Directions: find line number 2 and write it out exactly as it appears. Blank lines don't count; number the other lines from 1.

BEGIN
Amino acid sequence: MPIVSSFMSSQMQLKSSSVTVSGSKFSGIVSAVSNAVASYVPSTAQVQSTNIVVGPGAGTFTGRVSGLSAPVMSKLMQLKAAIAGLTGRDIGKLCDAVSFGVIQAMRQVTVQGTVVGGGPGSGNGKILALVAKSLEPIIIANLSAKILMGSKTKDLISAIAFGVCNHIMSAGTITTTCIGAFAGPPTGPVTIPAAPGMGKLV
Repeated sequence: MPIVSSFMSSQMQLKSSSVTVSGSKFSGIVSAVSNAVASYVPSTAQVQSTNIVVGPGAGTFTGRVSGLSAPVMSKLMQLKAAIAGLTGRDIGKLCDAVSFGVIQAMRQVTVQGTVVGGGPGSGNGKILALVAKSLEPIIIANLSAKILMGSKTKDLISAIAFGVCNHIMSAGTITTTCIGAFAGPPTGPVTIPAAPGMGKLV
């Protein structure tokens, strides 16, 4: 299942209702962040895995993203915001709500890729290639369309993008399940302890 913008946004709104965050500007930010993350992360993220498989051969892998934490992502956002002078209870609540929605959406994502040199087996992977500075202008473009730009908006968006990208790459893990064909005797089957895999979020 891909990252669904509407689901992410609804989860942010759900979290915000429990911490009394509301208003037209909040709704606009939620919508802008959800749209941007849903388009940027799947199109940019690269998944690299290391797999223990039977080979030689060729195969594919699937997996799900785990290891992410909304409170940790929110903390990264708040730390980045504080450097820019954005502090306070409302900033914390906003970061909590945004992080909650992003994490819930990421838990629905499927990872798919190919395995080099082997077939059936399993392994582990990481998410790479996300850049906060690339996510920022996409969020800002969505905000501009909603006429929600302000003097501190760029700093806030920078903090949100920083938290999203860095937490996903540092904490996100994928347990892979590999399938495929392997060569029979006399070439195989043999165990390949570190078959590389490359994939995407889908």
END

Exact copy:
Repeated sequence: MPIVSSFMSSQMQLKSSSVTVSGSKFSGIVSAVSNAVASYVPSTAQVQSTNIVVGPGAGTFTGRVSGLSAPVMSKLMQLKAAIAGLTGRDIGKLCDAVSFGVIQAMRQVTVQGTVVGGGPGSGNGKILALVAKSLEPIIIANLSAKILMGSKTKDLISAIAFGVCNHIMSAGTITTTCIGAFAGPPTGPVTIPAAPGMGKLV